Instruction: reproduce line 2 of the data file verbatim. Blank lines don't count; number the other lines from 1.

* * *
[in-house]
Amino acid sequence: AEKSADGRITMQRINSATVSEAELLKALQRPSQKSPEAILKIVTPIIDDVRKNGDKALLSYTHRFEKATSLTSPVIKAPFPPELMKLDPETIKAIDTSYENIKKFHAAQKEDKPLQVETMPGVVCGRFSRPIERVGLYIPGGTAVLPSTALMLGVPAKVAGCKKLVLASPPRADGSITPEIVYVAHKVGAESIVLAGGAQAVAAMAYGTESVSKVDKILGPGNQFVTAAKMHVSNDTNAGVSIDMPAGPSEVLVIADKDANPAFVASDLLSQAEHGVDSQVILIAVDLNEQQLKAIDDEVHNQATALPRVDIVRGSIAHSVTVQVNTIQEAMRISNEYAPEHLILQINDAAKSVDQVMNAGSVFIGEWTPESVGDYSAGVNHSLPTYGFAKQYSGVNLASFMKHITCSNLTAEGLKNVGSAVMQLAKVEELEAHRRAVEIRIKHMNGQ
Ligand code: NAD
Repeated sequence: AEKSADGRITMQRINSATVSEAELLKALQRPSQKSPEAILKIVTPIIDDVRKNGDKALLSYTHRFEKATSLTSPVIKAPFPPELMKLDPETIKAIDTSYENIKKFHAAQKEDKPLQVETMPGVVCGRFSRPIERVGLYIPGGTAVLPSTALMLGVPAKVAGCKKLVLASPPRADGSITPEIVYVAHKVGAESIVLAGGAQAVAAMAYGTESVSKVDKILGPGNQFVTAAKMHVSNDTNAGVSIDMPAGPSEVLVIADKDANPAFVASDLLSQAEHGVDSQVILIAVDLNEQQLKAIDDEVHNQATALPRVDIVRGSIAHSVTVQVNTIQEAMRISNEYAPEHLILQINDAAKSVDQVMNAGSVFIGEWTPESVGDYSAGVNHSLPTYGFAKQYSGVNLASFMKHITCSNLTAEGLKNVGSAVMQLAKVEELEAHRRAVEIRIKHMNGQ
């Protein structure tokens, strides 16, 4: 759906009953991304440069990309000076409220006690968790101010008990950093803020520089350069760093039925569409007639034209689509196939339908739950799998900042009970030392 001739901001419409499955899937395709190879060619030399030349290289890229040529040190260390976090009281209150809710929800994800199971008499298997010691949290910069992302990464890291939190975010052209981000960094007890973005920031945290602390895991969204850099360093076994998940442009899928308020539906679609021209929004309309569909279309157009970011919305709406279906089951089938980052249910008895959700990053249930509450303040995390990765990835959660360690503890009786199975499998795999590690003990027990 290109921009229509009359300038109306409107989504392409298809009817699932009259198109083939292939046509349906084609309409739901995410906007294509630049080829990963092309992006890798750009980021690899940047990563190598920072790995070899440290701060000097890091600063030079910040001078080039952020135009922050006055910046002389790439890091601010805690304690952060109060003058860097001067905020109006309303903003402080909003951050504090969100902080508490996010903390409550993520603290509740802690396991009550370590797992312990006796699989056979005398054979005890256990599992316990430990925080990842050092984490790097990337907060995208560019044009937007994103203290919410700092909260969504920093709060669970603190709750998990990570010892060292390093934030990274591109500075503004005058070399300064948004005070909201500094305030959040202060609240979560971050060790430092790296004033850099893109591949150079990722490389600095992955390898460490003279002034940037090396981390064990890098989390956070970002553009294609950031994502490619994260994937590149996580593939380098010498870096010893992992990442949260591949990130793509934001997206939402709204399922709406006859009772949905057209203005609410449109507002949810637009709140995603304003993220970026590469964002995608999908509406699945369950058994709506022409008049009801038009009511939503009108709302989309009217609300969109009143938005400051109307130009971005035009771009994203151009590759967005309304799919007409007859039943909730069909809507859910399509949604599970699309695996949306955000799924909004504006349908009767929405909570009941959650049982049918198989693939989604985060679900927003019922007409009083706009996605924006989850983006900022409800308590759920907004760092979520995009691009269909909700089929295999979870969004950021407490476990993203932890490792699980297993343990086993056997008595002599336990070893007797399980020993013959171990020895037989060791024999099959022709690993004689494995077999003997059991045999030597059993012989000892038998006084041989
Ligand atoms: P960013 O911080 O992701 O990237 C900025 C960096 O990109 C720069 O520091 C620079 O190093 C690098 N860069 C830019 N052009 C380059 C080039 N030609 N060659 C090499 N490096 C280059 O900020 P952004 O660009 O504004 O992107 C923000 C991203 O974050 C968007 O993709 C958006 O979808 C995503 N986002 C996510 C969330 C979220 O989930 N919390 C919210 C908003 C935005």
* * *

Amino acid sequence: AEKSADGRITMQRINSATVSEAELLKALQRPSQKSPEAILKIVTPIIDDVRKNGDKALLSYTHRFEKATSLTSPVIKAPFPPELMKLDPETIKAIDTSYENIKKFHAAQKEDKPLQVETMPGVVCGRFSRPIERVGLYIPGGTAVLPSTALMLGVPAKVAGCKKLVLASPPRADGSITPEIVYVAHKVGAESIVLAGGAQAVAAMAYGTESVSKVDKILGPGNQFVTAAKMHVSNDTNAGVSIDMPAGPSEVLVIADKDANPAFVASDLLSQAEHGVDSQVILIAVDLNEQQLKAIDDEVHNQATALPRVDIVRGSIAHSVTVQVNTIQEAMRISNEYAPEHLILQINDAAKSVDQVMNAGSVFIGEWTPESVGDYSAGVNHSLPTYGFAKQYSGVNLASFMKHITCSNLTAEGLKNVGSAVMQLAKVEELEAHRRAVEIRIKHMNGQ